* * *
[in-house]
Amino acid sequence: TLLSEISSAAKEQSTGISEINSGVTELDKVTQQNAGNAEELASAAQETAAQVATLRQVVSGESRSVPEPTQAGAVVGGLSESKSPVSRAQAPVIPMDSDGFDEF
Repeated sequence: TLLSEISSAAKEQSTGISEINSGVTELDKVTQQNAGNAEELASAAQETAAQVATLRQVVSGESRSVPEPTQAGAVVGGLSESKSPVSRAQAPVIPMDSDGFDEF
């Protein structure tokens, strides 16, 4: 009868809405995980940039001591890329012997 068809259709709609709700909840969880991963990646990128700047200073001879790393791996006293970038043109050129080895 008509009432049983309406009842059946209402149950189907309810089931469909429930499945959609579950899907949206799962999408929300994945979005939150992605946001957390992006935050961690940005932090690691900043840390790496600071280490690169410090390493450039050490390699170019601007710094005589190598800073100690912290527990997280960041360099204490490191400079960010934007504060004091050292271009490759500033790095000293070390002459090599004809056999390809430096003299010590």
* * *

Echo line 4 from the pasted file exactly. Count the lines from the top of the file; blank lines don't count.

């Protein structure tokens, strides 16, 4: 009868809405995980940039001591890329012997 068809259709709609709700909840969880991963990646990128700047200073001879790393791996006293970038043109050129080895 008509009432049983309406009842059946209402149950189907309810089931469909429930499945959609579950899907949206799962999408929300994945979005939150992605946001957390992006935050961690940005932090690691900043840390790496600071280490690169410090390493450039050490390699170019601007710094005589190598800073100690912290527990997280960041360099204490490191400079960010934007504060004091050292271009490759500033790095000293070390002459090599004809056999390809430096003299010590």